The double bass is the largest and lowest-pitched bowed string instrument in the modern symphony orchestra.
It is also known by many other names including contrabass, string bass, bass, bass viol, bass fiddle, or bull fiddle.
The double bass is a standard member of the orchestra’s string section, as well as the concert band, and is featured in concertos, solo, and chamber music in Western classical music.
It is also used in a range of other genres, such as jazz, 1950s-style blues and rock and roll, rockabilly, psychobilly, traditional country music, bluegrass, tango and many types of folk music.
The double bass has two basic designs — one shaped like a viol and the other like a violin — but there are other designs, such as that of a guitar.
It varies considerably in size, the largest normally being under 1.8 metres (6 feet) in total length. The body itself, without the neck, may be up to 1.4 metres (4.5 feet) for a full-size instrument, about 1.2 metres (3.8 feet) for a three-quarter size, and only slightly larger than a cello for the small chamber bass, or bassetto.
The materials most often used in double bass construction for fully carved basses (the type used by professional orchestra bassists and soloists) are maple (back, neck, ribs), spruce (top), and ebony (fingerboard, tailpiece).
Double bass bows vary in length from 60 to 75 cm (24 to 30 in). In general, a bass bow is shorter and heavier than a cello bow. Pernambuco, also known as Brazilwood, is regarded as an excellent quality stick material, but due to its scarcity and expense, other materials are increasingly being used.
The strings are usually tuned to the notes E1, A1, D2 and G2.
A fifth string is occasionally added in jazz band basses, at the top of the register to allow high notes to be played more easily – many basses, rather than having a fifth string, have a mechanical
device with levers that increases the length of the fourth string.
Like other violin and viol-family string instruments, the double bass is played either with a bow or by plucking the strings.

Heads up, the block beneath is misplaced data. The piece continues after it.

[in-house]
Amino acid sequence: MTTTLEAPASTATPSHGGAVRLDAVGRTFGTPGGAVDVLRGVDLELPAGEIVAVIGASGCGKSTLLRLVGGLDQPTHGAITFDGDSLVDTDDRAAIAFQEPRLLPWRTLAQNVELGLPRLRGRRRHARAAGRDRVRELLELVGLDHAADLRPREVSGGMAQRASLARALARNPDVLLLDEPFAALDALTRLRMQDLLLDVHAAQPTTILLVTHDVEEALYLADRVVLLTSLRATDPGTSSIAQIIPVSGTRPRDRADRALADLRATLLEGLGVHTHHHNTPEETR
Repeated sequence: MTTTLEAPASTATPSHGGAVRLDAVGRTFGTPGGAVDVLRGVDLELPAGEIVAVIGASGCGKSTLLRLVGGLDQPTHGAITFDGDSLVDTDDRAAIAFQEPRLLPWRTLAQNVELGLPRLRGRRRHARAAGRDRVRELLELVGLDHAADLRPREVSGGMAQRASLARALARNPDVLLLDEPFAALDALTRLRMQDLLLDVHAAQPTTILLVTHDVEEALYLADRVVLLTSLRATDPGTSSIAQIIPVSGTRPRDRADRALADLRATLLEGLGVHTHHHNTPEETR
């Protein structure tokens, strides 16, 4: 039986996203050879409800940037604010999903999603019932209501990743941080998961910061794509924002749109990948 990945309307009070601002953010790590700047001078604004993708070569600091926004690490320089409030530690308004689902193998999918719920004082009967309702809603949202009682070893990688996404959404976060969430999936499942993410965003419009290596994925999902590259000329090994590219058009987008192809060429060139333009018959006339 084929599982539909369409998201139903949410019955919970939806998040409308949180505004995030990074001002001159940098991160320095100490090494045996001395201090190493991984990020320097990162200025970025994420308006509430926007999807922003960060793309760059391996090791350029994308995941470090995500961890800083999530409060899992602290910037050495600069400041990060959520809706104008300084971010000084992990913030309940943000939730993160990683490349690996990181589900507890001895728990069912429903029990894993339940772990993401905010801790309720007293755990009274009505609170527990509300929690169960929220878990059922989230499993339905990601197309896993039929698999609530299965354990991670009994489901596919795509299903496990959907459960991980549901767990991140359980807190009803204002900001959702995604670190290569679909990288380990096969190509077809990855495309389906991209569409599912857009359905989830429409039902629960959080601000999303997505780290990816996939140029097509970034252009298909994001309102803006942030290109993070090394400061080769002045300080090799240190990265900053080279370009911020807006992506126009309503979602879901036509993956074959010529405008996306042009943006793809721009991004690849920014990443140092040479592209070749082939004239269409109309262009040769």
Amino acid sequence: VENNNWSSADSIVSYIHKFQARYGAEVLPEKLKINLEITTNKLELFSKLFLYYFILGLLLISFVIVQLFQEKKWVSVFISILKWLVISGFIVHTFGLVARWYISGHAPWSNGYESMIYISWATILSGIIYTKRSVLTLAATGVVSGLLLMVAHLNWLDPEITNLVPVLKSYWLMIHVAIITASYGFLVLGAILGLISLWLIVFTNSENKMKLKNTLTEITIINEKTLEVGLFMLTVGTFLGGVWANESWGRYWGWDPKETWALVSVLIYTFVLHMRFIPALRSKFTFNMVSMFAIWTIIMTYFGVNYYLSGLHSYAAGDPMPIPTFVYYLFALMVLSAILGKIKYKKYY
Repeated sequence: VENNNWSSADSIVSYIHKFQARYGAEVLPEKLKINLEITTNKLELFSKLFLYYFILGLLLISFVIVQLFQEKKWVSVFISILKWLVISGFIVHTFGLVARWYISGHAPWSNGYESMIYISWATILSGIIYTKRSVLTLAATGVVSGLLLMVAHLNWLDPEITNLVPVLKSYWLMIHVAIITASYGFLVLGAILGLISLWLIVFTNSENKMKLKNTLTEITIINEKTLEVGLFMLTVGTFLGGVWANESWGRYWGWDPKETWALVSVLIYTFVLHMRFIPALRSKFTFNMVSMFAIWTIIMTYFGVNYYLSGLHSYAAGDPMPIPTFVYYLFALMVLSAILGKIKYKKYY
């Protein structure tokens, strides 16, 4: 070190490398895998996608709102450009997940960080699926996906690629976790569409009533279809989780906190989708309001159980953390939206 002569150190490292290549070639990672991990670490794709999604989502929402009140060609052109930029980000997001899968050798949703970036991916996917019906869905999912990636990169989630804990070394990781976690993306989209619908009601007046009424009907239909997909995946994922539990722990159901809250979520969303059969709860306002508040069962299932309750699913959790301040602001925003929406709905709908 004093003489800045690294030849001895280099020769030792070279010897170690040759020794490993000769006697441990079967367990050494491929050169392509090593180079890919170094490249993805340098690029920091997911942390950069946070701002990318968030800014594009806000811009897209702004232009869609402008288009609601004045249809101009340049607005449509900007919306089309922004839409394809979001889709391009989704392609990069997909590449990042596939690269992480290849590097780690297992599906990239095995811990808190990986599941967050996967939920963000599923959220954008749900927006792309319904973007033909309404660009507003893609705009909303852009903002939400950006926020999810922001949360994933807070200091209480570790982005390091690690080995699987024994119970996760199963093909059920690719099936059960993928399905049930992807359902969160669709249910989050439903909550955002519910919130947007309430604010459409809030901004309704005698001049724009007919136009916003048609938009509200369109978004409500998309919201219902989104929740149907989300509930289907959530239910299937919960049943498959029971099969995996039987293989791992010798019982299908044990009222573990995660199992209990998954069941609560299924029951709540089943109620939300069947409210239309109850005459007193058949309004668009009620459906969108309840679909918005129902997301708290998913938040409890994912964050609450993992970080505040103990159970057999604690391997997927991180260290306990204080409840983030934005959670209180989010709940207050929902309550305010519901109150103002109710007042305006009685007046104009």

Despite the size of the instrument, it is not as loud as many other instruments, due to its low musical pitch. In a large orchestra, usually between four and eight bassists play the same bassline in unison to produce enough volume.
The double bass is generally regarded as the only modern descendant of the viola da gamba family of instruments, a family which originated in Europe in the fifteenth century. As such, it can be described as a “bass viol.”
The earliest known concerto for double bass was written by Joseph Haydn c.1763, and is presumed lost in a fire at the Eisenstadt library.
The earliest known existing concertos are by Carl Ditters von Dittersdorf, who composed two concertos for the double bass and a Sinfonia Concertante for viola and double bass.
Wolfgang Amadeus Mozart‘s concert aria, Per Questa Bella Mano, K.612 for bass, double bass obbligato, and orchestra contains impressive writing for solo double bass of that period. It remains popular among both singers and double bassists today.
Before the 20th century, many double basses had only three strings, in contrast to the five to six strings typical of instruments in the viola da gamba family or the four strings of instruments in the violin family.
The instrument’s standard English name “double bass” may be derived from the fact that it is approximately twice as large as the cello, or because the double bass was originally used to double the cello part an octave lower.
A person who plays this instrument is called a bassist, double bassist, double bass player, contrabassist, contrabass player, or simply bass player.
In jazz, blues, rockabilly and other genres outside of classical music, this instrument is commonly called the upright bass, standup bass or acoustic bass to distinguish it from the electric bass guitar.
Despite the size of the instrument, it is relatively quiet, primarily due to the fact that its range is so low.
When the bass is being used as an ensemble instrument in orchestra, usually between four and eight bassists will play the part in unison. In jazz and blues settings, the bass is normally amplified.
The lowest note of a double bass is an E1 (on standard four-string basses) at approximately 41 Hz.
The largest double bass measured 5.55 m (18 ft 2.7 in) tall and 2.13 m (7 ft) wide. It was made by Gigezunft Doppleschwand in Switzerland and completed on 28 October 2006.